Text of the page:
Airlines insist the quality of their drinking water on aircraft is up to par, but scientists continue to have doubts.
In an era of increased environmental awareness in which no self-respecting Gen Zer worth their Hydro Flask would be caught dead drinking from a single-use plastic bottle, giving passengers access to clean water on board is a must.
However, the Association of Flight Attendants-CWA has been wary of the quality of drinking water on airplanes for years. In 2011, the Environmental Protection Agency (EPA) implemented an Aircraft Drinking Water Rule (ADWR) requiring airlines to regularly test their water supply and disinfect and flush each aircraft’s water tanks four times a year. But a recent study conducted by Diet Detective and the Hunter College New York City Food Policy Center suggests little has changed since then: The water of several US carriers is reportedly contaminated with E. coli and coliform.
“There has never been an illness from aircraft potable water, because there have been guidelines for commercial aircraft potable water systems at least since the 1940s.” –Bobbie Egan, Alaska Airlines
According to the study’s author, Charles Platkin, part of the problem is the EPA rarely levies meaningful penalties for ADWR violations; the other part is airlines have been slow to react to the issue. Platkin admits that installing in-cabin refillable water stations – like those found in many airports – isn’t practical at this point, but insists the days of single-use plastic water bottles are numbered. Airlines can get ahead of the issue by, at the very least, retrofitting their existing galley and
in-cabin water systems and/or updating their cleaning processes, he says. “This is a great opportunity for airlines to be leaders in this space.”
Airlines, on the other hand, disagree with his assessment altogether. “As an industry, there has never been an illness from aircraft potable water, because there have been guidelines for commercial aircraft potable water systems at least since the 1940s,” Alaska Airlines spokesperson Bobbie Egan says. “Alaska takes steps each and every day to ensure our customers are safe. This includes boarding potable water that meets the EPA’s stringent ADWR.”
Delta Air Lines also refutes the study, saying it does not accurately convey the quality of drinking water on its aircraft, adding, “we are among the best mainline air carriers for water-quality sample results.” The airline spokesperson adds that Delta has not had an E. coli-positive aircraft water sample since 2015, and that its total coliform-positive rate, which is not a health risk on its own, is aligned with or better than typical municipality rates.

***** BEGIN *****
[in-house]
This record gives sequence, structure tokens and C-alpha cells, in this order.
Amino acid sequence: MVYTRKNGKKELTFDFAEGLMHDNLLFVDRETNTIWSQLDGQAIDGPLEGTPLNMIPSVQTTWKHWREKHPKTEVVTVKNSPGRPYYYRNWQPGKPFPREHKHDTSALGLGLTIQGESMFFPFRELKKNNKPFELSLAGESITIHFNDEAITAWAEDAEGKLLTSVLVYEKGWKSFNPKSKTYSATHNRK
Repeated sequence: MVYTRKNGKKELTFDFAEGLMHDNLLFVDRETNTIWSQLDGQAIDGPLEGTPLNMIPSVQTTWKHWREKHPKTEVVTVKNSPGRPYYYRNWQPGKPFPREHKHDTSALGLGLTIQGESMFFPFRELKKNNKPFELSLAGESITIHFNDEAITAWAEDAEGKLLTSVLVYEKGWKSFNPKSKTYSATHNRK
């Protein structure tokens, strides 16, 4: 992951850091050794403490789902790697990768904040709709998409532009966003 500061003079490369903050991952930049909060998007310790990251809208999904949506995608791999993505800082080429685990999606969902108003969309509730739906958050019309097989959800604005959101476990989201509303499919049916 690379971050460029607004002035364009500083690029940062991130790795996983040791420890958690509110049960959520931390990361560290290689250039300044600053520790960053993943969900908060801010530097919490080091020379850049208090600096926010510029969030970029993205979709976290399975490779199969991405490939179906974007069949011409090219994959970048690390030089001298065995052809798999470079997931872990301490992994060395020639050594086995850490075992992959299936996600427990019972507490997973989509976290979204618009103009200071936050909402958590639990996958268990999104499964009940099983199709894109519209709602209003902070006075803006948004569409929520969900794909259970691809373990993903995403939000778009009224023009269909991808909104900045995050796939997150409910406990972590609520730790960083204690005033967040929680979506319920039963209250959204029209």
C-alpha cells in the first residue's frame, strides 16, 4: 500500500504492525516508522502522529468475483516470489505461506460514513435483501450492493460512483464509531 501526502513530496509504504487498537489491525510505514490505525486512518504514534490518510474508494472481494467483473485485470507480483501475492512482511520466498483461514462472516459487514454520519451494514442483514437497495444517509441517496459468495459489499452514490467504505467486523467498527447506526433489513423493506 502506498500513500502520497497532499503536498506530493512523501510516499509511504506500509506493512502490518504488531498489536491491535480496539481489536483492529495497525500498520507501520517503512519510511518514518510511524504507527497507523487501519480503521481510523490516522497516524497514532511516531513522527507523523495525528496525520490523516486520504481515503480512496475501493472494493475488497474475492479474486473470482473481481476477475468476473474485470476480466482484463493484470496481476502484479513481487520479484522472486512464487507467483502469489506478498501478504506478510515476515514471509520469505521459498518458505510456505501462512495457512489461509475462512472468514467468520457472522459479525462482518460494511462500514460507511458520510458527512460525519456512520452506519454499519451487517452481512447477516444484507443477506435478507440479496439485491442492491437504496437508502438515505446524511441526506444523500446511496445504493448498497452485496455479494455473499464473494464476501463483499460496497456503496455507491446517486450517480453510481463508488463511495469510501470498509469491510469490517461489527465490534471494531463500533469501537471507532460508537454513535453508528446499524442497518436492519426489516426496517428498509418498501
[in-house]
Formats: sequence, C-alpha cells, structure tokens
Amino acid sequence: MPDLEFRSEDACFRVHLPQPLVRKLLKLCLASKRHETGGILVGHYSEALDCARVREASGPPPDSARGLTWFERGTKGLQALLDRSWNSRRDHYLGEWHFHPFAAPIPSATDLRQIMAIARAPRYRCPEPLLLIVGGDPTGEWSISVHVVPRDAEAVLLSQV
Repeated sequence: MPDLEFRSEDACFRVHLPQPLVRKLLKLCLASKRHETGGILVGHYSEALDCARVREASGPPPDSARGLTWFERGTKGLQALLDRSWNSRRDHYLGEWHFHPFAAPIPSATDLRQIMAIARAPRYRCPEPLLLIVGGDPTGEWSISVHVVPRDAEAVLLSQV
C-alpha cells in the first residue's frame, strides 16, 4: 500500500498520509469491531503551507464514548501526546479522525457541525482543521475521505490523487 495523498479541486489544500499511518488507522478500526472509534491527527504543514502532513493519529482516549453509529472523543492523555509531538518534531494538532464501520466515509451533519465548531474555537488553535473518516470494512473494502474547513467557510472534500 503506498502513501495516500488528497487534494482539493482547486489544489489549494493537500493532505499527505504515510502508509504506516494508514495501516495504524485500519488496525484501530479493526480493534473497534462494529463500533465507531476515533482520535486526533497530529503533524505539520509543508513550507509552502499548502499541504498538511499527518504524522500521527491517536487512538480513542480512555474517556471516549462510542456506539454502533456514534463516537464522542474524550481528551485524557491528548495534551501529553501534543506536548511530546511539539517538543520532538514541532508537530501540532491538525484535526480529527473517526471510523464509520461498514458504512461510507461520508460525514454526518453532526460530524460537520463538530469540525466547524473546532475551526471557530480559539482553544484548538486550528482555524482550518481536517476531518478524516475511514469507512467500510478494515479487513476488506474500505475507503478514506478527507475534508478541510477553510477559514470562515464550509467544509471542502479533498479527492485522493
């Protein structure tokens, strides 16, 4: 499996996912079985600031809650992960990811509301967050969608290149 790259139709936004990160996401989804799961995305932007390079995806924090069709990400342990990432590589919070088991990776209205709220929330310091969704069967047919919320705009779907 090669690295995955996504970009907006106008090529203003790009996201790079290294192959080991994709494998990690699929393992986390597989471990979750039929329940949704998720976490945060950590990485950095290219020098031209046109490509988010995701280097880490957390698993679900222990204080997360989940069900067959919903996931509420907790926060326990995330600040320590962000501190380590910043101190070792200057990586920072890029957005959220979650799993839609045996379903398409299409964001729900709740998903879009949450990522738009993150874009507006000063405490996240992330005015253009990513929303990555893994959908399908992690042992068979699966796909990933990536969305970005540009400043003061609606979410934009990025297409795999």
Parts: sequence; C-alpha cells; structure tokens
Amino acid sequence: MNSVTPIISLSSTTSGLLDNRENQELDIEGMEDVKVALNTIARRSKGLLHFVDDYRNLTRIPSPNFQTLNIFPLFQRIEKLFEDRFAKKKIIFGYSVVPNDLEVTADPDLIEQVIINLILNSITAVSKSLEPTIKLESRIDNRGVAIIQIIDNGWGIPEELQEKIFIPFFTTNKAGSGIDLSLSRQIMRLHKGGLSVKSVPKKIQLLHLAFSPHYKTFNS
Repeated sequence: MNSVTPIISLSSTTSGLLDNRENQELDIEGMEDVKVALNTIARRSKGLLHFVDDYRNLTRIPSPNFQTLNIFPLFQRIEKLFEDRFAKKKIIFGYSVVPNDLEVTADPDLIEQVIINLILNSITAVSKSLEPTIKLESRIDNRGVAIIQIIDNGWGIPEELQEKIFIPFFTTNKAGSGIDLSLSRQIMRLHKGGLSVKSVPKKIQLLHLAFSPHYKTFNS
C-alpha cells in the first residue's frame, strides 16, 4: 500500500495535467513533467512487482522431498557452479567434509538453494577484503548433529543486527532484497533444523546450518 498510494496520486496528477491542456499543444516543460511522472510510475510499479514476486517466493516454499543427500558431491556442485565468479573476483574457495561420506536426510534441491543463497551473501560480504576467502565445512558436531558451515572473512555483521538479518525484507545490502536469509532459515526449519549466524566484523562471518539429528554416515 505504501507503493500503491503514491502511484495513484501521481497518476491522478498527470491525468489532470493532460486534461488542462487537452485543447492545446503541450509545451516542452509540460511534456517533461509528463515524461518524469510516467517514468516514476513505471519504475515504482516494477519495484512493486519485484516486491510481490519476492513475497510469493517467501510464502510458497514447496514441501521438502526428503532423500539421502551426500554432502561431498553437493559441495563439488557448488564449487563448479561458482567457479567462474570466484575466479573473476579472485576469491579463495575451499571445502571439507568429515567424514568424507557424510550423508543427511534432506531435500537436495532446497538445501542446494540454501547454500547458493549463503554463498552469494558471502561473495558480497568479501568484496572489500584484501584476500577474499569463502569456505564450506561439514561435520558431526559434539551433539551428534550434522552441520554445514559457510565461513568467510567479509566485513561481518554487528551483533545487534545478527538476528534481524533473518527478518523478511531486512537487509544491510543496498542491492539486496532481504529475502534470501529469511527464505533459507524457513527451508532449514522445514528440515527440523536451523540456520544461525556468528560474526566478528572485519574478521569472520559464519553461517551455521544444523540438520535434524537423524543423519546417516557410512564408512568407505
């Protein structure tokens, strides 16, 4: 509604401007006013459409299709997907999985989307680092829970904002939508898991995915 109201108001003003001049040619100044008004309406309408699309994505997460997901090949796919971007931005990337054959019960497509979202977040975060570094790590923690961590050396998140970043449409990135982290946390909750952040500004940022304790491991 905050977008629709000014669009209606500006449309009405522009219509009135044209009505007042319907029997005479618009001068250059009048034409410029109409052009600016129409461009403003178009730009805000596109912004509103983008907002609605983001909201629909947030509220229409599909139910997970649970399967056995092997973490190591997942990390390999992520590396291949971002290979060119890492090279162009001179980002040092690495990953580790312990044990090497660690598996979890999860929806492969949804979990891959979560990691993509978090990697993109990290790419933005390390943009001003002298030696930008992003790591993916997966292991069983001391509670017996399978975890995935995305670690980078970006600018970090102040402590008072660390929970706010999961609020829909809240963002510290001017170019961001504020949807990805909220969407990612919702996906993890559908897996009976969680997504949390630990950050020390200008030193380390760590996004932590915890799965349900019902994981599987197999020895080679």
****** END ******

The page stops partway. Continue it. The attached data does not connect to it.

Southwest Airlines and a number of other carriers like United Express, Delta and American Eagle currently sanitize their aircraft water systems with a powerful oxidizing agent that produces a biocide that destroys all bacteria and viruses when dissolved in water. Not only is the ozonation process supposedly greener, faster and cleaner than traditional systems, it is also so passenger-friendly that Southwest proudly posted a YouTube video of the system in action, in 2013. And, “to meet customer preferences, airlines typically provide bottled water while also ensuring that water available on board the aircraft systems is safe,” says Southwest spokesperson Chris Mainz.
According to Joe Winesdoerffer, product line manager for Water Solutions at Collins Aerospace, changes in the way the industry addresses the issue of clean, potable water in flight are definitely afoot. “Collins Aerospace is exploring a number of water-purification methods, including nanotechnologies, and examining ways to redesign products to use antimicrobial and non-metallic materials, reviewing chemical and personal hygiene alternatives, exploring ultrasonic cleansing and considering ways to improve ground services and equipment,” he says.
“Testing the Waters” was originally published in the 10.2 April/May issue of APEX Experience magazine.